For those who accept the metaphysical reality of daimons (I’m using a straight transliteration of the Greek, in order to place at a bit of distance the baggage that tends to accompany the word ‘demons’) the conventional idea is that they belong to an order of created, malevolent, non-corporeal beings.
The popular conception a ghost is that it is the spirit of a dead human being.
Peter Bolt has provided solid documentary evidence to show that for many people living at the time of Jesus, ‘daimon’ would have been virtually synonymous with ‘ghost’.
Although not mentioned by Bolt, angels are often associated in the popular mind with the spirits of the departed. In this case, of course, they are regarded as the spirits of good people. We need look no further than the lyrics of the musical Joseph and the Amazing Technicolour Dreamcoat. When Joseph is assumed to be dead, his brothers sing:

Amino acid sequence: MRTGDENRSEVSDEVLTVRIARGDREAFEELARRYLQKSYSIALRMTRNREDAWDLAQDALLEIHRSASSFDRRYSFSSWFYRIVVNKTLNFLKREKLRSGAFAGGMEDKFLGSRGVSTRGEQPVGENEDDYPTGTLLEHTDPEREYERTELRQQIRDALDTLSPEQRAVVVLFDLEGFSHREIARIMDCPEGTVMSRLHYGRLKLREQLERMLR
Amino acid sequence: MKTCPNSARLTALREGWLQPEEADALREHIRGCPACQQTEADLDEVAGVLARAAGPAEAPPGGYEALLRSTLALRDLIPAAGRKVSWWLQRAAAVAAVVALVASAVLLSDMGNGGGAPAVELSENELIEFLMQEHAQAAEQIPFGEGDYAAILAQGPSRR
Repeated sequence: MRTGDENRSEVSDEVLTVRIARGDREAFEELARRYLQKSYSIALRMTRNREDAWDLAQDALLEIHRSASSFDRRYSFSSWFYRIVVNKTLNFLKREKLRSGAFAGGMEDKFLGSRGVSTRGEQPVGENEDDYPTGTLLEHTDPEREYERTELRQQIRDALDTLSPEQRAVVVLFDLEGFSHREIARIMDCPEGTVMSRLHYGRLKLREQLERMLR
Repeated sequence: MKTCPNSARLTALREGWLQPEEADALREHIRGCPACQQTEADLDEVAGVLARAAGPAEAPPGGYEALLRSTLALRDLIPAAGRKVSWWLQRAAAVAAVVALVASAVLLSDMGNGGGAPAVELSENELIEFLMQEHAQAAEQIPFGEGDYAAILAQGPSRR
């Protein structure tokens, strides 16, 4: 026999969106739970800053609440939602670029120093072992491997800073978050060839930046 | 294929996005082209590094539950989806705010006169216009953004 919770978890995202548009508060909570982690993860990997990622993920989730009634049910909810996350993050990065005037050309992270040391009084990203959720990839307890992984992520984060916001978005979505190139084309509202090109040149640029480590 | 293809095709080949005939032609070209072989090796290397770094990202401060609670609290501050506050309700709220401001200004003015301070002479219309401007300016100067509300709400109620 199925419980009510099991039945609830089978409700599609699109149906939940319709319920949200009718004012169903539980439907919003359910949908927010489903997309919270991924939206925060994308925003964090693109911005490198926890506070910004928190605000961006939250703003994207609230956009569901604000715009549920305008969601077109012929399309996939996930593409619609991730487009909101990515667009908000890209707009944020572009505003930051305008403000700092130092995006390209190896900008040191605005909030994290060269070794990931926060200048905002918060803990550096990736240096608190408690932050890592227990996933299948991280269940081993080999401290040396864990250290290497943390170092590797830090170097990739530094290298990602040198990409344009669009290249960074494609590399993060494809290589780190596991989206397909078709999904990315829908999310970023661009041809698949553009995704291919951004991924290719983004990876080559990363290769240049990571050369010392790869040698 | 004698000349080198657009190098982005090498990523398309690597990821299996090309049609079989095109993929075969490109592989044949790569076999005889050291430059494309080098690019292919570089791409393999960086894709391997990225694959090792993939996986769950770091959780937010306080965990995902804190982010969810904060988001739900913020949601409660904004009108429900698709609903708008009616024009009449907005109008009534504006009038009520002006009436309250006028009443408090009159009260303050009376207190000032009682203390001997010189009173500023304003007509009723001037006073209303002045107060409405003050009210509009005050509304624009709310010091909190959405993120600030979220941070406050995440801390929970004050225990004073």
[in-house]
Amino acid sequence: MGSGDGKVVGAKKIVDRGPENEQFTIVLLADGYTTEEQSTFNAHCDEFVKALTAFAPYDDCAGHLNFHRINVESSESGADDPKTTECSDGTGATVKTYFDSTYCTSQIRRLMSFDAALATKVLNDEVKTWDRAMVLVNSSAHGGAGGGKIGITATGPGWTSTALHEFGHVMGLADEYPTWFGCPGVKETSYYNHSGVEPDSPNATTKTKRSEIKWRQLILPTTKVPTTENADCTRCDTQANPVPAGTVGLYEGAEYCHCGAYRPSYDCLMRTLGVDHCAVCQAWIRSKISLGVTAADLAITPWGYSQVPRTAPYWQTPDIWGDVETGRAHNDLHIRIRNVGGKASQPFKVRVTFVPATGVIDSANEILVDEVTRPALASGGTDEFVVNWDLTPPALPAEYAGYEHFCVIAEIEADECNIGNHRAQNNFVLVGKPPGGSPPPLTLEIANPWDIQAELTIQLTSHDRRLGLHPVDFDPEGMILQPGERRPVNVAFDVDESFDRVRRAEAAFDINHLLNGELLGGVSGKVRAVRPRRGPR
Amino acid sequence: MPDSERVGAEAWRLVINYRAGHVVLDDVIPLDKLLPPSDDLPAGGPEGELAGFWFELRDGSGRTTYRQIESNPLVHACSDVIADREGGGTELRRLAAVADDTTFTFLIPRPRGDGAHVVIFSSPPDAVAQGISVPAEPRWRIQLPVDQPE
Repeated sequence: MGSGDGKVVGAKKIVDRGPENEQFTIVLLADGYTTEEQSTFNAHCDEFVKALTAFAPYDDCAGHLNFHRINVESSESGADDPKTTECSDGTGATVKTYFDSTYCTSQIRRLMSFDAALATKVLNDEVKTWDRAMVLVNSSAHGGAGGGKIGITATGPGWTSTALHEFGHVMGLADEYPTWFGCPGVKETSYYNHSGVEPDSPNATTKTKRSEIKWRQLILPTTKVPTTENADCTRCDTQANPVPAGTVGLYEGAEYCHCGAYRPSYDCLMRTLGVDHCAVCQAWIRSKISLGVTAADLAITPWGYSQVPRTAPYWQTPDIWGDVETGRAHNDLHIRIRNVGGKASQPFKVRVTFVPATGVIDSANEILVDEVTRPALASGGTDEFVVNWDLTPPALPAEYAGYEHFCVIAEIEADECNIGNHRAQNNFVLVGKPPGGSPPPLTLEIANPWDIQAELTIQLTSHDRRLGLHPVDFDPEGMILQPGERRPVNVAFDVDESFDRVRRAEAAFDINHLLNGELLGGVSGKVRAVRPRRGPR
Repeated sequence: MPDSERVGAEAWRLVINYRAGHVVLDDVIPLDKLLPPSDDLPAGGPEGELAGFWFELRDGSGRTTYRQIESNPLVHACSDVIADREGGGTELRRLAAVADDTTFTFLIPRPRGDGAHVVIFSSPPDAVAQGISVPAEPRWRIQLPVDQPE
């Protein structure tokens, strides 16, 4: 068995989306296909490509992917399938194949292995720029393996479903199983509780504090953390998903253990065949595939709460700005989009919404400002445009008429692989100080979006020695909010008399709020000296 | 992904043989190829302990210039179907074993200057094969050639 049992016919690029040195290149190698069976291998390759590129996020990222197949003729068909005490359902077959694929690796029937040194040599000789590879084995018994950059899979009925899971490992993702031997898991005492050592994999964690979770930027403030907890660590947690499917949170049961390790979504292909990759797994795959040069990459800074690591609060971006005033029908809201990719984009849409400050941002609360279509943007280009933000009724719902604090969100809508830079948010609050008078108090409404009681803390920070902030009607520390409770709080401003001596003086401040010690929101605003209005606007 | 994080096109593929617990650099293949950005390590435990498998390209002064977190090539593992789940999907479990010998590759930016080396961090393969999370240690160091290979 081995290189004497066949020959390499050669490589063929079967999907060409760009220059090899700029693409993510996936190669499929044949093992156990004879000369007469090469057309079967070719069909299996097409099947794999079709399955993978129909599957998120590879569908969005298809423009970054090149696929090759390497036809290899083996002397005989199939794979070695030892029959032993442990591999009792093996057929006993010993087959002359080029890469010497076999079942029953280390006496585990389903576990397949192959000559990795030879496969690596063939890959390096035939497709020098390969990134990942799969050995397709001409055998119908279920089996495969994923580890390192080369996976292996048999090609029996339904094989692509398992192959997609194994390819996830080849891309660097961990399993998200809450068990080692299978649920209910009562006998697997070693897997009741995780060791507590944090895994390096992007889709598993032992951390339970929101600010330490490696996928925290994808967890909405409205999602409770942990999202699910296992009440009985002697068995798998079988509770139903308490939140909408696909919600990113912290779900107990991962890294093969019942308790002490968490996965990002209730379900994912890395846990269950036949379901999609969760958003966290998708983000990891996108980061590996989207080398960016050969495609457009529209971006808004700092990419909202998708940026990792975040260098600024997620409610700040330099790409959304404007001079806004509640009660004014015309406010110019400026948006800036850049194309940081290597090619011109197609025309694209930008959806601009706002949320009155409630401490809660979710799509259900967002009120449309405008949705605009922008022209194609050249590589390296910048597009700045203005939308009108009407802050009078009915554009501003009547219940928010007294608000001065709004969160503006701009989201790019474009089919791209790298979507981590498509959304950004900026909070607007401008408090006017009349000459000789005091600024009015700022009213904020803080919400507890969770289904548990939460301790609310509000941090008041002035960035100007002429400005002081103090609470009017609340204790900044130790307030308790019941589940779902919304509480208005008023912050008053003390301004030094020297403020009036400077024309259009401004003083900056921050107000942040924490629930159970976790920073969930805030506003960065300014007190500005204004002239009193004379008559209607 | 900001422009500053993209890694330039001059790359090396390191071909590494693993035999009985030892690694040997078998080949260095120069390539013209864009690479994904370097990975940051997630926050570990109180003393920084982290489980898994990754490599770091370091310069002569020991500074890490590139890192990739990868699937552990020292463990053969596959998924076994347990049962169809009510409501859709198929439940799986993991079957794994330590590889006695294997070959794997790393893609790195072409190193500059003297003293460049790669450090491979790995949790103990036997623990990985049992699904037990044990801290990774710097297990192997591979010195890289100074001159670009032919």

There’s one more angel in heaven.
So far as ancient Greek literature is concerned, the perception that daimons were spirits of the dead, while not universal or unambiguous, was certainly widespread.
Moving from belief to practice, we find that daimons were often associated with the dead in the practice of magic. Many of the spells used were used in connection with graves and corpses, the idea being to enlist help in gaining access to the underworld, or even to enlist the help of the ghost of the departed individual. The corpse-daimons (ghosts) of those who had been killed violently were thought to be especially powerful.
Over one thousand curse tablets have been discovered, dating from the 5th century BC to about the 5th century AD. Tacitus knew that these tablets were used to enlist the spirits of the dead in order to harm the living. The tablets refer to the daimons of those buried in a certain place.
Turning to Hellenistic Jewish literature, we find the same connection between daimons and the spirits of the dead. In the LXX of Isa 65, for example, the worship of daimons is closely linked with the dead, and with magical practices. Connections between daimons and the dead can be found in Philo and Josephus.